In fact, I would go as far to say that if you bench press exclusively then you’re going to inhibit shoulder flexibility and mobility.
And I know for a fact that many people simply bench press and do nothing more when training their chest.
In effect, by doing so, you’re increasing the inflexibility of your shoulders, and therefore you’re at a greater risk for injury.
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Unfortunately, simply due to how thebench press is designed you’ll be doing your shoulders a disservice in the long run.
Additionally, the bench press places a huge amount of stress on the front delts.
And it is often the front delts that tire well before the pecs while you’re benching.
However, when it comes to dips, you can actually increase strength and flexibility in your shoulders by performing the exercise more often.
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4. You Can Build Strength From Dips
I’ve often heard people say that they prefer the bench press because it allows them to lift more weight.
Basically, the bench press is heralded as the better strength exercise.
You have the opportunity to load up the bench press with 95% and above your one-rep max and really work on 3-rep, 2-rep, and single reps.
I’ve even read a user on Reddit claim that there is only so much weight you can carry between your legs while dipping.
However, I must say that I totally disagree with this.
Firstly, when looking at the amount of weight used you have to factor in your own body weight when performing dips.
So, an 80kg person with an additional 20kg weight plate is effectively pressing 100kg.
Plus, a fit and strong person should be able to perform dips in the hypertrophy rep range with that weight.
However, the same person may struggle to bench press 100kg.
Admittedly, they are very different exercises to each other, but I don’t believe that benching is better as a strength-based exercise.
You can easily progressively overload dips as you get stronger and stronger.
And as I’ve mentioned, there are a variety of ways to add weight.
I personally don’t believe there is a better exercise for overall chest strength development than performing dips with a very heavy weight.
I’m talking about a weight that limits you to 3-5 reps at a maximum.
Once you can perform the desired reps, you have the opportunity to add more weight, and therefore get stronger.
5. Dips Can Improve Your Bench Press
Okay, I’ve said that dips and bench press are very different exercises to each other.
However, performing dips can actually help you to increase your bench press.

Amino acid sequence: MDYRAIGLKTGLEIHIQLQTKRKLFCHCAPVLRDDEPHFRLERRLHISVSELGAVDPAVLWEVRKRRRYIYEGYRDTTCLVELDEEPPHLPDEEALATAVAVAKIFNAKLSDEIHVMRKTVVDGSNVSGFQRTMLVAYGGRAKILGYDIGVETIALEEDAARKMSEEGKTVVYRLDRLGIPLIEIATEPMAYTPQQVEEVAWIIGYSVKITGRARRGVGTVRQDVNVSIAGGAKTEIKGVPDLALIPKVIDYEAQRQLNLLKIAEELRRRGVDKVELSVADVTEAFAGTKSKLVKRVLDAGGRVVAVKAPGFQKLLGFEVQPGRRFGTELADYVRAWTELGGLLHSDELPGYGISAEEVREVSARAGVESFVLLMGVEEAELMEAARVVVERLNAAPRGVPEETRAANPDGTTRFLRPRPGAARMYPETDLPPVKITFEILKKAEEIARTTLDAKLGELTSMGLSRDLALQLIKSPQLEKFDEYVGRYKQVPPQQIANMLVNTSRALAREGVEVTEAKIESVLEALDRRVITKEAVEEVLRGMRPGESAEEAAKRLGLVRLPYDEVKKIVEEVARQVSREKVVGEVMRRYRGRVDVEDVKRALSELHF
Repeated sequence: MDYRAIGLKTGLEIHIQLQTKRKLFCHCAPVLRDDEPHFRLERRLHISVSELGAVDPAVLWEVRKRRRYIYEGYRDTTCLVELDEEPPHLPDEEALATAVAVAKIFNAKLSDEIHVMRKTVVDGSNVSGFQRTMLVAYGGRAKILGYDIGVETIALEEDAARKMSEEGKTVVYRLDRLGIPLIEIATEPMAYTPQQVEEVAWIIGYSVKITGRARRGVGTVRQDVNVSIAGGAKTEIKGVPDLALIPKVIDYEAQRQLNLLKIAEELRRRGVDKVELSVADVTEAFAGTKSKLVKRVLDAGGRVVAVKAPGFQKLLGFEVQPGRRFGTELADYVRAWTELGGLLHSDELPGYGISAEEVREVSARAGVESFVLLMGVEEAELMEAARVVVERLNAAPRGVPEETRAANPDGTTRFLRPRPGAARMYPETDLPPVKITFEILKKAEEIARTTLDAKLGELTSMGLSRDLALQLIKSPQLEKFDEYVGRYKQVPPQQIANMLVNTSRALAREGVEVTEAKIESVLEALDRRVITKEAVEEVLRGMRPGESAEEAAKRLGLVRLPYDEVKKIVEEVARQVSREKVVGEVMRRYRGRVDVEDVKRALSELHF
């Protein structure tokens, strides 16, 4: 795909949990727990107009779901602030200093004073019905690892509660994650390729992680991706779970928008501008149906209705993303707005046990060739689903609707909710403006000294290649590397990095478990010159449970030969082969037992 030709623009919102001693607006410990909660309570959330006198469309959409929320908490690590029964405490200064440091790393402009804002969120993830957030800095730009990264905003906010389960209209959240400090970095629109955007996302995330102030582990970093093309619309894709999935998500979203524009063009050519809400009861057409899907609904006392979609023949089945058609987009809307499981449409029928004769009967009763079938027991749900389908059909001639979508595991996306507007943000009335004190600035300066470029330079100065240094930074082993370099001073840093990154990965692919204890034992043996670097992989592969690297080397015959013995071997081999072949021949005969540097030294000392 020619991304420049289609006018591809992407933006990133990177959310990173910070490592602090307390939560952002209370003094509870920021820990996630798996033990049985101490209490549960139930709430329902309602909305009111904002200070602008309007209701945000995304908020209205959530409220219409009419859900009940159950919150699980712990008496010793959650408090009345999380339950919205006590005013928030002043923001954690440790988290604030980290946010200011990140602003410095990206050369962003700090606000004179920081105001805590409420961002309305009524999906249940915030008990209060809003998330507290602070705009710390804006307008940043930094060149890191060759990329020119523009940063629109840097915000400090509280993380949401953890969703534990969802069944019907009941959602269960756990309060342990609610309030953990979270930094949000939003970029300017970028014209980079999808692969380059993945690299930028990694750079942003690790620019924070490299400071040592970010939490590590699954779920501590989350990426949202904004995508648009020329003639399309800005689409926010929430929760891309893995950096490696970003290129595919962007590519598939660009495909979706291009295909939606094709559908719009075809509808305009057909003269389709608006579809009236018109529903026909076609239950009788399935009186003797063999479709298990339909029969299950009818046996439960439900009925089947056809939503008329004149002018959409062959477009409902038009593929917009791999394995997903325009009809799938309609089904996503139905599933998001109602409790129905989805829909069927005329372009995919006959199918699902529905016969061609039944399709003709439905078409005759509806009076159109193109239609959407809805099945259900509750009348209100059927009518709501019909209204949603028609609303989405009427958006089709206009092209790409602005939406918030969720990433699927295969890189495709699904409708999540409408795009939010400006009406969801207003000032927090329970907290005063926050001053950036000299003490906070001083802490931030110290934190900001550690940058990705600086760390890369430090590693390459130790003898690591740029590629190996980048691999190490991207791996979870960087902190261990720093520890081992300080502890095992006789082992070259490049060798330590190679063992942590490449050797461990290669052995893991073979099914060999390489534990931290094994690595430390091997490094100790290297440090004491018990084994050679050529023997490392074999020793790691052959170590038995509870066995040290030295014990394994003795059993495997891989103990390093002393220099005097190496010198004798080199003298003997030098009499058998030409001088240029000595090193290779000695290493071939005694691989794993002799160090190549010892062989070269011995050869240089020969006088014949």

And you certainly can’t say the same for the other way around.
Admittedly, the crossover from dips to bench press is more noticeable to a novice lifter.
But, that said, as the dips work the chest as a whole, you can expect better bench numbers as you get stronger at doing dips.
The fact that dips will work on chest thickness and width is ideal.
Plus, you’re also improving shoulder strength and mobility.
I’d also say that dips are better for tricep and core development too.
So, you’re basically improving all the areas you need to better your bench press.
In fact, I urge you to try dips instead of bench press for a few weeks and then return to see how well you press afterwards.
However, I still think a combination of both exercises on a regular basis is the way forward.
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Dips are better than bench press in terms of overall chest development.
Plus, dips are a far more athletic and functional movement.
You’ll also find dips are better for improving shoulder strength and mobility, which can lead to improvements in both exercises.
Dips offer more variety in terms of exercise selection, you can add as much weight as you can handle, plus you can dip through a greater range of motion.
I still think a combination of both exercises is best.
But, if I had to choose just one, then it’s no contest – dips are always going to be the winner.
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Hi, I’m Partha, owner and founder of My Bodyweight Exercises. I am a Level 3 Personal Trainer and Certified Strength & Conditioning Specialist through the Register of Exercise Professionals, United Kingdom. I have been a regular gym-goer since 2000 and coaching clients since 2012. My aim is to help you achieve your body composition goals.